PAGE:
Scotland - Luna Kafé - Full Moon 22 - 08/08/98
10 Day Weekend
Summer in Glasgow
Summer's traditionally quiet in Scotland, though it's not what you'd call
summer anyway, but in an attempt to liven up things a bunch of chancers
have started off a series of events called the 10-Day weekend. A load of
gigs, films and talks crammed into 10 days, these stave off the lonely
nights before autumn when the gig season starts again.
The proceedings started off with Alan McGee, head of Creation
and the man who gave us Oasis, 'in conversation'. He explained his 'vision' of
how the music industry in the UK (and I suppose, the world over) will change in
the coming years. He sees the Internet (hey! that's us!) as taking off to the
point where the large record companies won't have any need to exist any
more as bands will simply sell their releases over the internet or as
downloadable sound files to CD burners.
His other current interest is in radio - he has bid for a new radio licence
in Central Scotland which will go to a non-mainstream station (everything
from dance to jazz to Christian stations have bid). I asked him if he
planned to have worldwide webcasts from his station if he gets the licence.
He said they certainly would if possible. As we know, technically this is
very straightforward, but the BBC only this week removed all RealAudio
streams from its website due to copyright problems.
Finally, McGee talked a bit about the success of Creation, saying (in jest,
I think) that "he was the most surprised person when Primal Scream had a
hit single" and "Rod Stewart does Bobby Gillespie's songs better"!
On then to the Nice'n'Sleazy's where a slimmed-down Macrocosmica are trying
out some new material and playing a few old favourites. As usual they rock
really hard, deafening the audience good and proper. Headliners AC
Acoustics, perhaps inspired by the patronage of Placebo, have changed in
style quite considerably since the days of Able Treasury, more pop than
grunge, and though more recent songs like Stunt Girl are fine pop tunes,
can I be the first to say "I prefered their earlier stuff"?
There have been a few innovative things at the Weekend, such as showings of
classic films like Rude Boy and Urgh! A Music War, talks on the makings
of classic albums - the first being The Associates' Sulk, and a debate on
the aforementioned radio licence - but the main thing is of course live
music. Apart from the appearance of Vic Godard, surfacing after some years
in the wilderness, there is the closing night extravaganza of The Delgados
plus friends. El Hombre Trajeado is a band whose music I like but I can't
be doing with their lyrics. Good news for me at least, then, that the sound
here is incredibly muffled to the point where no-one can understand a word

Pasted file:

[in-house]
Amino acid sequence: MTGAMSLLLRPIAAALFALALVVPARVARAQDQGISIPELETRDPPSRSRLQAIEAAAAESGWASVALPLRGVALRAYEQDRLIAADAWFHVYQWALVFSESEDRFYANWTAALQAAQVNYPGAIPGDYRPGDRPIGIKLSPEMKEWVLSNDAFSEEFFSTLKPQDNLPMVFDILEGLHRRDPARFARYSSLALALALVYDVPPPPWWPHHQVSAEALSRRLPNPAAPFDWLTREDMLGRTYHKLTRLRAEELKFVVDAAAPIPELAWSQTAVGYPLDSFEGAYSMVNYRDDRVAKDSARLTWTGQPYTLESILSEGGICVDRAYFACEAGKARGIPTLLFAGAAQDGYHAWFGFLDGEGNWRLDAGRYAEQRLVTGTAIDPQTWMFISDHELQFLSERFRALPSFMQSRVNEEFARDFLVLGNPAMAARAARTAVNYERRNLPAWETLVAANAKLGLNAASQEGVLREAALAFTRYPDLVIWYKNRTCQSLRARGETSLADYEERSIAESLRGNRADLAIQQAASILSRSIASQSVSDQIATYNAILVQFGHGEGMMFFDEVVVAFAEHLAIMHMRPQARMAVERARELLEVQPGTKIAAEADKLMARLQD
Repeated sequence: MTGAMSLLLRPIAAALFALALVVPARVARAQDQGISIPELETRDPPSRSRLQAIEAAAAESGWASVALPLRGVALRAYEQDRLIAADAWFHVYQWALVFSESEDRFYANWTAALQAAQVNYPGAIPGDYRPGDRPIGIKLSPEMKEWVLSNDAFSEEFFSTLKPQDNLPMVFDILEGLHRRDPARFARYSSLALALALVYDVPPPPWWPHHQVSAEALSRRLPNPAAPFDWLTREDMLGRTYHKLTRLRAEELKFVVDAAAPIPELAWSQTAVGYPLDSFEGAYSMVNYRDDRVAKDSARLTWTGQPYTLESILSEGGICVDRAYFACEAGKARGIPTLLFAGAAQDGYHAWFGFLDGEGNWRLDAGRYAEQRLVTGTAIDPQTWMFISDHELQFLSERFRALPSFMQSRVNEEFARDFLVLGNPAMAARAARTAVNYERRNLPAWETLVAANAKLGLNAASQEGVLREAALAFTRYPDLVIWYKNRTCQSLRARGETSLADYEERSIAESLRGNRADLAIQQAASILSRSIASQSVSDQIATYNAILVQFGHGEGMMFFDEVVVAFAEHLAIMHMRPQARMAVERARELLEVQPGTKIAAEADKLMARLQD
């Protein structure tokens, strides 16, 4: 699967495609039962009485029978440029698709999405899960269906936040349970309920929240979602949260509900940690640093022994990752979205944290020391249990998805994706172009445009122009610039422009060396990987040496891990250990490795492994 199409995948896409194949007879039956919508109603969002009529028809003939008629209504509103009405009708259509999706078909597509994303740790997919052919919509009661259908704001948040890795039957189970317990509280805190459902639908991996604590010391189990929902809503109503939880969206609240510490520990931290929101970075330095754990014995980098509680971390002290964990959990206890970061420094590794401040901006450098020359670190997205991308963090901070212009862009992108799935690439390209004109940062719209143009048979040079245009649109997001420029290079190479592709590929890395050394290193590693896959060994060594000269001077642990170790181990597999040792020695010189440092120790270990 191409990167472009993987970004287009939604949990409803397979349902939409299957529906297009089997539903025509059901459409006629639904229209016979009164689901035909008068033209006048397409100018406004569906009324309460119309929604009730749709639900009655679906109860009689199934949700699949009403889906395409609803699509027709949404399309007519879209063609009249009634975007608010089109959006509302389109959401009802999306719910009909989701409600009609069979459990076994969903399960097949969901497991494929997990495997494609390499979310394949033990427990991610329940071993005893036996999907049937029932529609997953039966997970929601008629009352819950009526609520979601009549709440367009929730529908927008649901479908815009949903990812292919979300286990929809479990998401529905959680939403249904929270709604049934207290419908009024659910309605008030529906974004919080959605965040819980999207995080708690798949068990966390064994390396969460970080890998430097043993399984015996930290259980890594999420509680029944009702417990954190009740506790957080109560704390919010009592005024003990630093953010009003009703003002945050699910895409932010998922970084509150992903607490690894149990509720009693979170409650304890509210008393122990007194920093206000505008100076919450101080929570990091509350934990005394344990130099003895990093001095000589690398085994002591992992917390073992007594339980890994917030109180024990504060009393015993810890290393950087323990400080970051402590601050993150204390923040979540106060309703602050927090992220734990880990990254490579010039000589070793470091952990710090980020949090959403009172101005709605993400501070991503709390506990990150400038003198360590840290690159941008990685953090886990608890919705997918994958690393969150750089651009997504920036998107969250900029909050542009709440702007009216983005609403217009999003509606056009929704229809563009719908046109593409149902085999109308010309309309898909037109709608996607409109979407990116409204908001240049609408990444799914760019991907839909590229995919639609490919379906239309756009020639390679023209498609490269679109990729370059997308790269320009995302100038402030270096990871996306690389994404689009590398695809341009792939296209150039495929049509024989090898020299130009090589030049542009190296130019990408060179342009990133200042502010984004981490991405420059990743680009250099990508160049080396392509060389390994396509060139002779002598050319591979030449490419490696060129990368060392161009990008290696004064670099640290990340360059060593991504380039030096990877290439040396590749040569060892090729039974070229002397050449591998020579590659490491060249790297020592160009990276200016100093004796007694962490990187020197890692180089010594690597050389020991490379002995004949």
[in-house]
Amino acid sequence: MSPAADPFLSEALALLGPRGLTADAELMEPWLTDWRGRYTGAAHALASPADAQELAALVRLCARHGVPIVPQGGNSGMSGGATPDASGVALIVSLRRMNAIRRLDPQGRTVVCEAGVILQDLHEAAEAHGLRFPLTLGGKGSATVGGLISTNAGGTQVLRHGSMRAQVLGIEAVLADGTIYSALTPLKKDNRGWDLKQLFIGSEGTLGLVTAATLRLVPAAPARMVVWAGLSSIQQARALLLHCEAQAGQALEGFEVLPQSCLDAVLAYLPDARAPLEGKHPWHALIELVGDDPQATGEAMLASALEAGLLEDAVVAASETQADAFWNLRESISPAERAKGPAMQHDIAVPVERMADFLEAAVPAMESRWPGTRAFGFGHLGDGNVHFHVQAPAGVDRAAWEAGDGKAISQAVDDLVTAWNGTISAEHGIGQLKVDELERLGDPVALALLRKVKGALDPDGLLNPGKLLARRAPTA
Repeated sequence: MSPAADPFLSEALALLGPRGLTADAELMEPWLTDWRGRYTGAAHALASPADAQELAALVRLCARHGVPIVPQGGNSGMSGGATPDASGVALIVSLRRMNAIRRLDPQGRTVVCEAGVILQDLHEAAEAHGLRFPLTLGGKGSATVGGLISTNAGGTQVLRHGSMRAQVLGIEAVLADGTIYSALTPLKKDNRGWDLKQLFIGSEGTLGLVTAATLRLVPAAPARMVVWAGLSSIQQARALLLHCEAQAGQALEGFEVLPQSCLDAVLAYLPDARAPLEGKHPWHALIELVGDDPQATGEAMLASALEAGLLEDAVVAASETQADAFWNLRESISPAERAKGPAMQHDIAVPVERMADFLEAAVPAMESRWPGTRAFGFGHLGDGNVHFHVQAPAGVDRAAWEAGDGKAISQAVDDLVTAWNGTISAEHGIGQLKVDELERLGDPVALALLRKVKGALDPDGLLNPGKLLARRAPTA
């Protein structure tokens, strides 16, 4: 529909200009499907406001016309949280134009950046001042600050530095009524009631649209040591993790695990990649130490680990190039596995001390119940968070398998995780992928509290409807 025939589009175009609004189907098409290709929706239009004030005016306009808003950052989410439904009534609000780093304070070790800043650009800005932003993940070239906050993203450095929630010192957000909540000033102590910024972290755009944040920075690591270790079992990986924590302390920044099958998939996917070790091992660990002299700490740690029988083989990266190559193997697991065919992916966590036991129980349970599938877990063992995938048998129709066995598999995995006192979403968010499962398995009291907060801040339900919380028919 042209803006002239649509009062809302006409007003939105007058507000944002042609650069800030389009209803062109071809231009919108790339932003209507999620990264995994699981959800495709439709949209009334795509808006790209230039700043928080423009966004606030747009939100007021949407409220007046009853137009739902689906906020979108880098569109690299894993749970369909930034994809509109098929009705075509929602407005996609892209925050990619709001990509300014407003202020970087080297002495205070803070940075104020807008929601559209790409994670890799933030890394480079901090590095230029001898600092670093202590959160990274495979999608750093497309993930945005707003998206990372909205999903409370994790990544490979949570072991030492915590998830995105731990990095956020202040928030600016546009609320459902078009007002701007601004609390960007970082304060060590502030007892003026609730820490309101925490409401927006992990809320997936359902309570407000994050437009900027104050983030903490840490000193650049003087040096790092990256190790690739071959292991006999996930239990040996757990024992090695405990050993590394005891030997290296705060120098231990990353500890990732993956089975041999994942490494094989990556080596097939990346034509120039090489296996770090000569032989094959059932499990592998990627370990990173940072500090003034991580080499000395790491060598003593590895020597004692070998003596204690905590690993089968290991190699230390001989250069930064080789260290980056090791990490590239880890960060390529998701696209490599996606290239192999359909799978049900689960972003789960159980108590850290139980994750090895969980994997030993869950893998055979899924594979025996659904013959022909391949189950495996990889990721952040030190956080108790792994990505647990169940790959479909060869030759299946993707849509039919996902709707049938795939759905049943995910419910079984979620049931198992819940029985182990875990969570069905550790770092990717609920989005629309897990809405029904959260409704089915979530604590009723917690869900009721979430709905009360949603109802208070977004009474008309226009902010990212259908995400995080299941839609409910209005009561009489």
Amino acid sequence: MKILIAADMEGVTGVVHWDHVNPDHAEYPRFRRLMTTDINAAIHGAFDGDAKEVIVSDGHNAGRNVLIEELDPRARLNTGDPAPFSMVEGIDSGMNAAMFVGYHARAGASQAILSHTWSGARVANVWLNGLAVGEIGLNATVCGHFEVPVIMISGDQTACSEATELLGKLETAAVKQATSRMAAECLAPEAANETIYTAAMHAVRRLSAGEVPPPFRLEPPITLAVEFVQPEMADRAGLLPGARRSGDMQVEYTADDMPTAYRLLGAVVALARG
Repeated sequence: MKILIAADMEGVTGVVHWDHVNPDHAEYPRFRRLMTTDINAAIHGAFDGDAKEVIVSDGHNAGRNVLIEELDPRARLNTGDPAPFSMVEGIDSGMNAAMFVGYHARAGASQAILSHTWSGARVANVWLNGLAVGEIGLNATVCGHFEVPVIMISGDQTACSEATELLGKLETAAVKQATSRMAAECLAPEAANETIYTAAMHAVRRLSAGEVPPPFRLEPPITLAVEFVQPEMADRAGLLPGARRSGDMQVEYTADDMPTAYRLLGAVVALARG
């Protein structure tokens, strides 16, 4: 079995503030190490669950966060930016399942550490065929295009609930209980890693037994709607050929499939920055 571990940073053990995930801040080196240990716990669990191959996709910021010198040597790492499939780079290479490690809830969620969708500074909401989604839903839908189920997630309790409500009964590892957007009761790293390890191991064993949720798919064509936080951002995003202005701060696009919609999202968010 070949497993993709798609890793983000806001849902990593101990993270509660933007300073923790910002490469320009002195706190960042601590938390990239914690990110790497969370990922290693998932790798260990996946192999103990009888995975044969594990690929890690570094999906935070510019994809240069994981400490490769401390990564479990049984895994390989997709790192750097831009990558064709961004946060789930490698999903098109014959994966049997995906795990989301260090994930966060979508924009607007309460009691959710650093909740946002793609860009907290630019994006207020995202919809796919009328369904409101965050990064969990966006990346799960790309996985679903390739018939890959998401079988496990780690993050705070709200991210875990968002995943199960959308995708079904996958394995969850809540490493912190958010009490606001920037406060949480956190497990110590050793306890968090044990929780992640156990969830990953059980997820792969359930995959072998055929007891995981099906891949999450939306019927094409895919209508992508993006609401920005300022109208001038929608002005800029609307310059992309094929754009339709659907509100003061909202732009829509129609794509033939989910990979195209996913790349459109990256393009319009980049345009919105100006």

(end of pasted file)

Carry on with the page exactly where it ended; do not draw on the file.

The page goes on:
the vocalist is singing. They're in that Slint area, a bit jazzy too, 11th
Dream Day, anyone?
6 by 7 are - well, when I say that I've seen the Delgados half a dozen
times and they've never brought a downright bad support act along... 6 by 7
just about break this cycle, though their first song sounds like Anarchy
in the UK - hardly a bad start - but after that it's all downhill. A few
good moments for sure, they enjoy rocking out, but they eventually get all
angst-ridden-Radioheady on us. A band who really aren't sure what they want
to be - variety is a fine thing, but it doesn't always make any sense if
you want people to listen.
The Delgados have variety for sure, they have chosen the Mitchell Theatre
as the venue for tonight so that they can showcase the songs from Peloton
better, with the string and woodwind section. They go the whole hog too,
with a couple of projectors which display the song titles (so no need for
audience interaction) and some arty flashing film loops. They do the songs
more-or-less in order from the album, and though they sound like they're on
form, this is only what I can guess from the muddy sound which contrives to
muffle Alun's vocals. Emma sounds fine, but again, is occasionally drowned
out by the backing and on Repeat Fail she has to scream over the backing.
So the whole spectacle is just that, better visually than aurally - the
effect of strobes and flying silver paper on The Weaker Argument is
particularly pleasing to the eye. Just a shame that from our comfy chairs
in the auditorium, our ears weren't as rested as our bodies were.
Well, next month we move east to the Edinburgh International Festival
- well, to be exact, a couple of sweaty pubs just behind the castle where a
pop extravaganza is being planned. Stay tuned...
Copyright © 1998 Stuart McHugh